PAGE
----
PDA

View Full Version : exposure with filter and spotmeter



fralexis
10-Aug-2016, 04:49
I use a Pentax spot meter. I am wondering if rather than calculating filter factors, I can just place the filter over the spot lens and take a reading. Does that work?

Thanks!

Michael Graves
10-Aug-2016, 05:24
It won't deliver a linear result across the range of colors, so the theory is that you shouldn't do that. For example, if the meter's sensor is overly blue sensitive and you meter on something blue, you might get inaccurate exposures. That said, I've been doing it for years and get pretty consistent results.

Willie
10-Aug-2016, 05:36
The Zone VI modified meters are supposed to be accurate when you take a reading through the filters. The regular non-modified meters are not calibrated for that use.

LabRat
10-Aug-2016, 07:23
Or you can dial in a new ISO setting with the filter factor (Don't forget to change it back, later!!!)

But even with my fairly modern Leica R6 TTL meter, B/W filters won't jibe with the factors... Then there's that spectral sensitivity curve on the film thing...

Steve K

Pere Casals
10-Aug-2016, 08:51
I use a Pentax spot meter. I am wondering if rather than calculating filter factors, I can just place the filter over the spot lens and take a reading. Does that work?

Thanks!

If you use a Green, Yellow, Orange filters over the spot lens it should give a more consistent result. With Blue and deep Red filters reading should be less consistent.


If you look at the SPD spectorscopic sensitivity chart of the Pentax:

http://www.pacificrimcamera.com/rl/00042/00042.pdf

you see that spectral sensitivity for blue is 50% than with green.

So with a deep blue filter over the meter you will block a lot of long waves, and as the SPD of the film is different that the meter the reading will tend to overexpose (I guess is like this, not the counter), also the same will happen with deep red, but perhaps with a lower extend.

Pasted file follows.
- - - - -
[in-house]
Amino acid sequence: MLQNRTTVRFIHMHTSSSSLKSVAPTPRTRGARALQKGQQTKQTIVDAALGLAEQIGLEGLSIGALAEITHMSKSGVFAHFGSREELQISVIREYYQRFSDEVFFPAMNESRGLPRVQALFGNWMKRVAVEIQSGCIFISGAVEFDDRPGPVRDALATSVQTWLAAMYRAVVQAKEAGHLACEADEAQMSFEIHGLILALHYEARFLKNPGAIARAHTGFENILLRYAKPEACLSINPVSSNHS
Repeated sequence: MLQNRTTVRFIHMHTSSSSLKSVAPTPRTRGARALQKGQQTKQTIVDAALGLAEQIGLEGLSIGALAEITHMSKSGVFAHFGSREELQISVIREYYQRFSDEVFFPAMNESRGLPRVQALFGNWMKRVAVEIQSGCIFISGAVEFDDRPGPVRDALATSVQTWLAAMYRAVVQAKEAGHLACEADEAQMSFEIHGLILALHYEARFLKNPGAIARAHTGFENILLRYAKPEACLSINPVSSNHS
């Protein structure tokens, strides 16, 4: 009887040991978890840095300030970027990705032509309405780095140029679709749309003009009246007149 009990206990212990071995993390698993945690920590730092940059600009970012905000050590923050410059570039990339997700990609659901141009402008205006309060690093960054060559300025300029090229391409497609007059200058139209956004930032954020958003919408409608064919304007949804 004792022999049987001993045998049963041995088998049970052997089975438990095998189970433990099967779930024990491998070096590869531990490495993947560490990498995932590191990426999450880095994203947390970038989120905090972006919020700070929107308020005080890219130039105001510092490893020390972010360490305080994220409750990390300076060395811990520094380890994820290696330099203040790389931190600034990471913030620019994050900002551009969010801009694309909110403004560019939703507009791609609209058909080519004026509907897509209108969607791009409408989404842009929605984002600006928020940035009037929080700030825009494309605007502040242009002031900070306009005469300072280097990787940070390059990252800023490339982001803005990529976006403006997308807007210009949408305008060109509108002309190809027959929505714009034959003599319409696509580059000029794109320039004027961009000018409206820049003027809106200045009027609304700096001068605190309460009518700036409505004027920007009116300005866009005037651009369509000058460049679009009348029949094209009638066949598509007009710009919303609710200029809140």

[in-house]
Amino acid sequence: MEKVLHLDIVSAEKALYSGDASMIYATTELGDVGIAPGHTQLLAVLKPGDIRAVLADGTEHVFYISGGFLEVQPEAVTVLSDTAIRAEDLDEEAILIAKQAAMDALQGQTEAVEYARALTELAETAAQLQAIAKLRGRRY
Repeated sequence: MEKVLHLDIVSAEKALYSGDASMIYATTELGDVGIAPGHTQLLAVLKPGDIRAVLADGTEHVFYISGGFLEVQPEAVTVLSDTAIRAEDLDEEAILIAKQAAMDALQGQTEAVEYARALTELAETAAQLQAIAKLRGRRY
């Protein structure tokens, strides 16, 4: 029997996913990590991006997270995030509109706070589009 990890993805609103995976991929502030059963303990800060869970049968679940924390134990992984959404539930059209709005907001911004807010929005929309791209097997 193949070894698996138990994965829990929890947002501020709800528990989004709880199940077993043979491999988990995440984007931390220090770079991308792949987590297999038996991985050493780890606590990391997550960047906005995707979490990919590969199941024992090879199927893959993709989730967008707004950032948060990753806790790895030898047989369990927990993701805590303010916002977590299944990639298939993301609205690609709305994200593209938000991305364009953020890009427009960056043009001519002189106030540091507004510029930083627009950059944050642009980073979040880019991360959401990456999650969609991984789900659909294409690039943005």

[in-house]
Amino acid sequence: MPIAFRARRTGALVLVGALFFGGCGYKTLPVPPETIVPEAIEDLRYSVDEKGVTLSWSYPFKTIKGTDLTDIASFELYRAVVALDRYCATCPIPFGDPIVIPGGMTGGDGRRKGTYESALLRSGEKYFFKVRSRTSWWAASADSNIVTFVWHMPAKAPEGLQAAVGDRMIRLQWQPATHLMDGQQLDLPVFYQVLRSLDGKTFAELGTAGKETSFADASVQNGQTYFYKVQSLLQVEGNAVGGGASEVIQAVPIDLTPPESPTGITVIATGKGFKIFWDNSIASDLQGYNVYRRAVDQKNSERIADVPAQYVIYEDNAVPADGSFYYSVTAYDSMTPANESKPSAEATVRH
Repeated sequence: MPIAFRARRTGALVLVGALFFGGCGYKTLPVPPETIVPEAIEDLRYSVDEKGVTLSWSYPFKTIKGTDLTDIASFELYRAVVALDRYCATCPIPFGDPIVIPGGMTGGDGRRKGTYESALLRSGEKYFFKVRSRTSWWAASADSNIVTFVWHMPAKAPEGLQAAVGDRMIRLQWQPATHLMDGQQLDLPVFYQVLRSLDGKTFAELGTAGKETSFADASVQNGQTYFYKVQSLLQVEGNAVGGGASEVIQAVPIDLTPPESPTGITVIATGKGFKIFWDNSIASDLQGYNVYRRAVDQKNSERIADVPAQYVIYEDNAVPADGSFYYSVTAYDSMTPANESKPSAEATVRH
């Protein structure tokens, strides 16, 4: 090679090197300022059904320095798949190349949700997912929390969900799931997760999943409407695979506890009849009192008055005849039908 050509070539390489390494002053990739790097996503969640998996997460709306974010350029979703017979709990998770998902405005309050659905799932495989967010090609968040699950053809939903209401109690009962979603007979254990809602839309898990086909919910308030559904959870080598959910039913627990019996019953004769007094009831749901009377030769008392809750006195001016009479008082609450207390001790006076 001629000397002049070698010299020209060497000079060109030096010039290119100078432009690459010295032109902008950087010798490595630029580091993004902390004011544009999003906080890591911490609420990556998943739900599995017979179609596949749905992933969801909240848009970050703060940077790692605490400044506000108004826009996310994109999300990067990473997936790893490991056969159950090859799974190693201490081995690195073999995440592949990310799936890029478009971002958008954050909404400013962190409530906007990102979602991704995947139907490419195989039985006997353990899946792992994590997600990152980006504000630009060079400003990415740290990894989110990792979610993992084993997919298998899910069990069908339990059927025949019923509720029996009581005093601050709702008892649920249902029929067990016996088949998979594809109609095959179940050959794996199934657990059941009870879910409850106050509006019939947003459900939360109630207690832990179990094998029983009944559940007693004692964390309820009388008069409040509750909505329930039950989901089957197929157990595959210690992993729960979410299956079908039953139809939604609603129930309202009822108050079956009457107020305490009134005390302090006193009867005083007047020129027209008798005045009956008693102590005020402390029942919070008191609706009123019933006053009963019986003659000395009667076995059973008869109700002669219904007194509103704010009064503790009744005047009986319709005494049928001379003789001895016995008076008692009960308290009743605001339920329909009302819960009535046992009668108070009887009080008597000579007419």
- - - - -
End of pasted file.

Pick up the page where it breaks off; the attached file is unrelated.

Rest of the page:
I'd suggest you to try it, just look what exposure indicates the meter with the filter, and what is calculated without the filter and applying the correction factor. Then just write in a paper the difference you have with each filter, and form then you know if the yellow match or if with the deep red you have to stop down 1/2 from what the Pentax says with that filter over it.

All also depends on the WB of the light source and the color of your subject...

Also the filter correction factor is orientative, as it do not account for SDP of the light, the color of the subjects and the film SPD.


Regards.

Drew Wiley
10-Aug-2016, 10:31
All my meters are precisely calibrated and matched Pentax digital spotmeters. I find it far more predictable to bracket-test for filter factors relative to SPECIFIC films and your representative subject matter and lighting conditions, then use the filter factors, rather than metering through a filter over the meter itself, which just opens a writhing can of worms. After awhile, filter factors get downright second-nature, and with most black and white applications you can round a bit, to the nearest full stop. Generally the filter factors published by the specific filter manufacturer are a perfectly usable starting point for typical panchromatic films in
daylight. Just beware of films with peculiar spectral sensitivity like ACROS, which is actually orthopan.

Kevin Crisp
10-Aug-2016, 11:02
I have a Zone VI modified one. It has worked fine with yellow, orange and green filters. Film (Tri-X, usually) is very underexposed with a red filter. So I use the filter factor instead. Would an unmodified meter give me nearly the same results? Could be, I haven't tested.

Drew Wiley
10-Aug-2016, 11:19